Barnstable, D-Y lose most to the Cape Cod Lighthouse Charter School

Students from Dennis-Yarmouth and Barnstable submitted the most applications for the sixth grade enrollment lottery held yesterday at CCLCS
Cape Cod Lighthouse Charter School in Harwich has seen applications increase by nearly 70% over the past ten years. 173 students applied for this year’s sixth grade enrollment lottery.

Students from Dennis-Yarmouth and Barnstable submitted the most applications for the sixth grade enrollment lottery held yesterday at Cape Cod Lighthouse Charter School, according to data provided by CCLCS Executive Director Paul Niles.  With 46 and 43 applications, respectively, the two mid-Cape districts’ kids out-paced those from Nauset, which came in third with only 40 applications.

CCLCS received 173 applications for the 2013-2014 lottery - the second highest number in its history.  Ten years ago the school received only 103 applications.  Today the 228 student school could fill each sixth grade seat more than twice with the number of applications received.

Lighthouse Charter has not yet released the results of yesterday’s lottery.

New Campus, New Demographic

Last fall Lighthouse Charter moved one exit to the west, from Exit 12 in Orleans to Exit 11 in Harwich.  Apparently that ten-minute shift made a difference to the 14 families in Sandwich who applied this year.  Last year only 8 students from Sandwich applied and only 4 in 2011-2012.  It’s a drive of approximately 25 minutes each way for Sandwich families that wish to attend the Harwich charter middle school.

Over the past ten years, the charter middle school’s demographic has shifted from a school consisting largely of residents of the Nauset region to one attracting a large portion of its students from the mid-Cape area. 

In 2003-2004, only 7 Barnstable children applied and only 16 from Dennis-Yarmouth, while the school received 64 from towns in the Nauset region.

Academic, Financial Challenges

The demographic shift towards the mid-Cape area has created new challenges for Lighthouse Charter’s faculty and administration. 

For several years the school has shown less-than-stellar results on the MCAS mathematics test.  As reported by Cape Cod Today on November 17, 2012, the school re-oriented its curriculum around a “Math in Action” program to help students in need build their number sense and basic mathematics skills.

Students from the Lower Cape districts tend to bring far more money to charter schools than do the children from the mid-Cape districts.  Districts like Nauset and Provincetown spend far more per student than does Barnstable, for example.  That ‘per capita’ money moves with a student when she enrolls in a charter school.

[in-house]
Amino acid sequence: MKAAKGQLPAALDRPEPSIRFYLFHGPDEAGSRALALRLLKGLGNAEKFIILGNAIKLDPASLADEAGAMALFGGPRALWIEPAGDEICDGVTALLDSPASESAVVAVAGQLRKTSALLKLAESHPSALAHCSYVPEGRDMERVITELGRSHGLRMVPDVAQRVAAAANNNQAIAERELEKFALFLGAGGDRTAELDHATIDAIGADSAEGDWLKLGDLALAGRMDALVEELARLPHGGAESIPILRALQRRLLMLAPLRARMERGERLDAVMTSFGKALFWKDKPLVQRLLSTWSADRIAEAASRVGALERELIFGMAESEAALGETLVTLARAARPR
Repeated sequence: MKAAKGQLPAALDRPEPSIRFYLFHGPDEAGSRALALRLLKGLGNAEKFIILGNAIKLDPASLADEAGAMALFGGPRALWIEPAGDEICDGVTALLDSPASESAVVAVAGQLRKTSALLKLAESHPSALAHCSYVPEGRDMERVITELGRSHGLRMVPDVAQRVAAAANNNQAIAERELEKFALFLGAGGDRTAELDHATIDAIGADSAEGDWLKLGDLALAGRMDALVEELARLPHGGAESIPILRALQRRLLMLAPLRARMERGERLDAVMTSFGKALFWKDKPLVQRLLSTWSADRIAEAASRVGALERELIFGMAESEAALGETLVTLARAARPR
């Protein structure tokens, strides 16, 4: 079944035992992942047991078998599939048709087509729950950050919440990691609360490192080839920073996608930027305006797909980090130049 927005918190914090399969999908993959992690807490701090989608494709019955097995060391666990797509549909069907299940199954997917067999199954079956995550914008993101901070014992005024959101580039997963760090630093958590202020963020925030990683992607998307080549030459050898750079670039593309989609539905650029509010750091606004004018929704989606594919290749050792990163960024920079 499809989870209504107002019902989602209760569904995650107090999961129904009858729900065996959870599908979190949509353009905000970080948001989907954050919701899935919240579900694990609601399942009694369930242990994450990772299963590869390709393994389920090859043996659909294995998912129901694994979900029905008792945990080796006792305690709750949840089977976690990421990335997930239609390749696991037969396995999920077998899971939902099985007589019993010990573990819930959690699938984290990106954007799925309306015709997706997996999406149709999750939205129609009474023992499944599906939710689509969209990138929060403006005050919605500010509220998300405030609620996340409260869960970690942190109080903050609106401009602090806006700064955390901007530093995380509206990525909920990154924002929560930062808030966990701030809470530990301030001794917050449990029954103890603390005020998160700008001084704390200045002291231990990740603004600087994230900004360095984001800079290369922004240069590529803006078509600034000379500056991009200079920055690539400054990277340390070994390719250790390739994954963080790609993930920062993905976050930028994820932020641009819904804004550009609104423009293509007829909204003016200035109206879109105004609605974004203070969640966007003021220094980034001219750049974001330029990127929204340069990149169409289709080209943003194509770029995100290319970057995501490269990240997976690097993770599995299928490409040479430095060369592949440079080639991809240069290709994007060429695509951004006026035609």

CCLCS’ operating revenue drops with each student from Barnstable who joins the school versus a child from the Nauset region.

$10.8 million was paid to the Cape’s two charter schools by local districts in Fiscal 2012.  A total of $85 million changed hands locally, between school choice and charter choice.

Reflections on Home School Districts

The sharp increase in applications from Barnstable and Sandwich should be a wake-up call to both of those districts.

Cape families make a significant sacrifice to send a child to a charter school or a school choice destination.  For a Sandwich or Osterville family to make a fifty-minute round trip twice a day to attend a charter school in Harwich says as much about their satisfaction with their local school district as it does about the reputation of the charter school.

Dennis-Yarmouth seems, at long last, to be fighting the tide of students leaving their district, both in holding their own, enrollment-wise, this year and in a slight drop in students applying to Lighthouse Charter.

A Chilling Prospect

During a time when Cape-wide public school enrollment has declined by over 18%, Cape Cod Lighthouse Charter has seen its pool of applicants increase by nearly 70%.  Looking at the last three years’ application total of 520 and assuming 75 students were accepted, CCLCS is sitting on a virtual waiting list of nearly 300 students.

Perhaps the time will soon arrive when Lighthouse Charter considers a second campus along the lines of what was done by Sturgis Charter Public School last year.  It would be a great opportunity for CCLCS and its students, but a chilling prospect indeed for local school districts.

See a Capewide ten-year application comparison here.


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